Tuesday, March 21, 2017

survminer 0.3.0 - Easy Guides - Wiki - STHDA

Will try it out.

survminer 0.3.0 - Easy Guides - Wiki - STHDA

Friday, July 1, 2016

Fist Fatality of Autonomous Driving

In a Tesla blog post published on June 30, 2016, we learned about the first fatal crash of a Model S while on AutoPilot mode.
What we know is that the vehicle was on a divided highway with Autopilot engaged when a tractor trailer drove across the highway perpendicular to the Model S. Neither Autopilot nor the driver noticed the white side of the tractor trailer against a brightly lit sky, so the brake was not applied. The high ride height of the trailer combined with its positioning across the road and the extremely rare circumstances of the impact caused the Model S to pass under the trailer, with the bottom of the trailer impacting the windshield of the Model S.
Still a lot of unknowns, but here is some thoughts
  • Tesla uses cameras, not Lidars, as primary sensing. Cameras are known to issues with white object against bright sky and other scenarios. Elon Musk replied on his twitter that the radar ignored it to avoid false alarm for high object. This should have been discovered in the FMEA. What is the mitigation of Tesla during the FMEA? Did they test the driving in such scenarios? Is disabling autopilot in such scenario an option? With current Tesla sensing, whether it is possible to detect it with algorithm improvement?
  • Testing. This accident provide a real case for other auto driving applications to test against, probably in simulation, also in controlled road. In simulation or in controlled environment, we can test the scenario leading to the accident, and add variations to the testing. The miles logged in testing is important but testing against known weakness is more important. As noted in the Tesla blog, "rare circumstances", but testable rare circumstances. We need to test such rare circumstances in simulations and controlled environment. We can discover such circumstances by FMEA, simulation, and logged near missed. 
  • Communication. Disappointed to see Tesla's blog post still emphasizing the fatality per mile is better than US average, and boasting that the safety features could have saved life had the situation been different. No. A life was lost. Let's focus on what we can improve first.

Tuesday, April 12, 2016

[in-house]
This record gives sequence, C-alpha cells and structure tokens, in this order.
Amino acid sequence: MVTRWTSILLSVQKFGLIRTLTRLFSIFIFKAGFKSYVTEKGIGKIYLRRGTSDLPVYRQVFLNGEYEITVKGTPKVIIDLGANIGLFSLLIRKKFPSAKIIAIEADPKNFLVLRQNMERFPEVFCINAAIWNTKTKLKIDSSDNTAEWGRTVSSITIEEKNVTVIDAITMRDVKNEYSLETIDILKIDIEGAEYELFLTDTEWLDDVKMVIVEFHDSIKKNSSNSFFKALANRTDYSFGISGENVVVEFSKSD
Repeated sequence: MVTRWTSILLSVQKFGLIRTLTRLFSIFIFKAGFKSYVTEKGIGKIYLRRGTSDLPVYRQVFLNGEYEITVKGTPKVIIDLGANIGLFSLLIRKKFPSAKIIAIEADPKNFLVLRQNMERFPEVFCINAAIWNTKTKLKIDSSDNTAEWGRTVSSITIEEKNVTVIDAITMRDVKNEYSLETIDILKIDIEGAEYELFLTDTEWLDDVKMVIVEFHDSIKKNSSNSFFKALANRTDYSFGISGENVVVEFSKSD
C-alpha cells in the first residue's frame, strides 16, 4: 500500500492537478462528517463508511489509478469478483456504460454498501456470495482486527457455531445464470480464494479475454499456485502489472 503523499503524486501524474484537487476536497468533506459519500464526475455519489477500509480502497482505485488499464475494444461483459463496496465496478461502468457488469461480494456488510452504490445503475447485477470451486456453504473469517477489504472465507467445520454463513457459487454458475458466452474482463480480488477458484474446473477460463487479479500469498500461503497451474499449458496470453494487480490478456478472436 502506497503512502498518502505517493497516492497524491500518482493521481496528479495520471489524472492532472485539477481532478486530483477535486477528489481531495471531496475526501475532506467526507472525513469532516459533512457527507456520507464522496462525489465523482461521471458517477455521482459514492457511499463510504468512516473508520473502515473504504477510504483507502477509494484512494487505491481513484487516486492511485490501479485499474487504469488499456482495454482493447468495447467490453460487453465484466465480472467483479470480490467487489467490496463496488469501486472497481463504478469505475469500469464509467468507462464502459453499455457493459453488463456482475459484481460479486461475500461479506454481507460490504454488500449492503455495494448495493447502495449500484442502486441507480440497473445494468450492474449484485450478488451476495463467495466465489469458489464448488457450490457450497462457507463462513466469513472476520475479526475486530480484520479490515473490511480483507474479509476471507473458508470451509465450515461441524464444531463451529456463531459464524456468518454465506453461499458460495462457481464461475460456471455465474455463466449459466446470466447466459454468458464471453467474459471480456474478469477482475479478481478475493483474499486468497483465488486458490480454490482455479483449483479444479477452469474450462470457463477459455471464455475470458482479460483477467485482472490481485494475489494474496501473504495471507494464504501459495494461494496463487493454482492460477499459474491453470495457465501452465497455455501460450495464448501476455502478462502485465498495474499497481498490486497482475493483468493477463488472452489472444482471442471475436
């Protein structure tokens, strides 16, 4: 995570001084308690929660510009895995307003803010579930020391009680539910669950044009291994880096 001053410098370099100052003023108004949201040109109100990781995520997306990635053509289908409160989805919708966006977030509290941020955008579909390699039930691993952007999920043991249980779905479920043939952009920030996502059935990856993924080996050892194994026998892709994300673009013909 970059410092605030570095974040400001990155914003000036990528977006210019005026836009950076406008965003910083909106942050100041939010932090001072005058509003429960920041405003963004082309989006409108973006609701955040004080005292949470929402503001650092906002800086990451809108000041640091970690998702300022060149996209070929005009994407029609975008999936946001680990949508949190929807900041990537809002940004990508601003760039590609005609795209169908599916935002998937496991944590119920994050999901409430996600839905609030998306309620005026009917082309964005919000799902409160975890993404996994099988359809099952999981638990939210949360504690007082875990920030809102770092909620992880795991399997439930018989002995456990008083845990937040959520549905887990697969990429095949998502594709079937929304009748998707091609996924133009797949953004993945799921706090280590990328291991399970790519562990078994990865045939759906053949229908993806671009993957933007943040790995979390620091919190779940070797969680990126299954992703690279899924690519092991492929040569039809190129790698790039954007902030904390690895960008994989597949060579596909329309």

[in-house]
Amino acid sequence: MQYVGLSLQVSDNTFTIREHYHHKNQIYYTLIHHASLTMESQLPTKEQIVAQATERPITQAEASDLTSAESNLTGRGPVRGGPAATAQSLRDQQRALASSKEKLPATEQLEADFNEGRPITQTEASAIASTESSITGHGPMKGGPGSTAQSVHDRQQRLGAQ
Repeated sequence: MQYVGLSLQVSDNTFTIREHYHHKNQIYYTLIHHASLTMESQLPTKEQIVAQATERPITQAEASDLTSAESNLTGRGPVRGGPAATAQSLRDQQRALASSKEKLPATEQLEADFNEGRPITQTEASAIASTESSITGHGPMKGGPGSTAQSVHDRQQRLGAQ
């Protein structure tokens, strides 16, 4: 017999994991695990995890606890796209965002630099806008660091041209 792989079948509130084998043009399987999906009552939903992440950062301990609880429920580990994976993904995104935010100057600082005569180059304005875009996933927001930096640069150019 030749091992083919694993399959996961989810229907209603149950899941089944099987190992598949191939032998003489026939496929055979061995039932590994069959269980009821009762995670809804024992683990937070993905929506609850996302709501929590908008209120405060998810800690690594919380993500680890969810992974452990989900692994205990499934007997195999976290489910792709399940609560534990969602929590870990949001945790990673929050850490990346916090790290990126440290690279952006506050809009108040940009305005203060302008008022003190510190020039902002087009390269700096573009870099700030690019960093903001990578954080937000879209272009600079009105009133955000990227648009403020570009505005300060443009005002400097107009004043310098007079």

Driving to Safety: How Many Miles of Driving Would It Take to Demonstrate Autonomous Vehicle Reliability?

 One proposal to assess safety is to test-drive autonomous vehicles in real traffic, observe their performance, and make statistical comparisons to human driver performance. This approach is logical, but it is practical? In this report, we calculate the number of miles that would need to be driven to provide clear statistical evidence of autonomous vehicle safety. Given that current traffic fatalities and injuries are rare events compared with vehicle miles traveled, we show that fully autonomous vehicles would have to be driven hundreds of millions of miles and sometimes hundreds of billions of miles to demonstrate their safety in terms of fatalities and injuries. Under even aggressive testing assumptions, existing fleets would take tens and sometimes hundreds of years to drive these miles — an impossible proposition if the aim is to demonstrate performance prior to releasing them for consumer use. Our findings demonstrate that developers of this technology and third-party testers cannot simply drive their way to safety. Instead, they will need to develop innovative methods of demonstrating safety and reliability. And yet, it may still not be possible to establish with certainty the safety of autonomous vehicles. Therefore, it is imperative that autonomous vehicle regulations are adaptive — designed from the outset to evolve with the technology so that society can better harness the benefits and manage the risks of these rapidly evolving and potentially transformative technologies.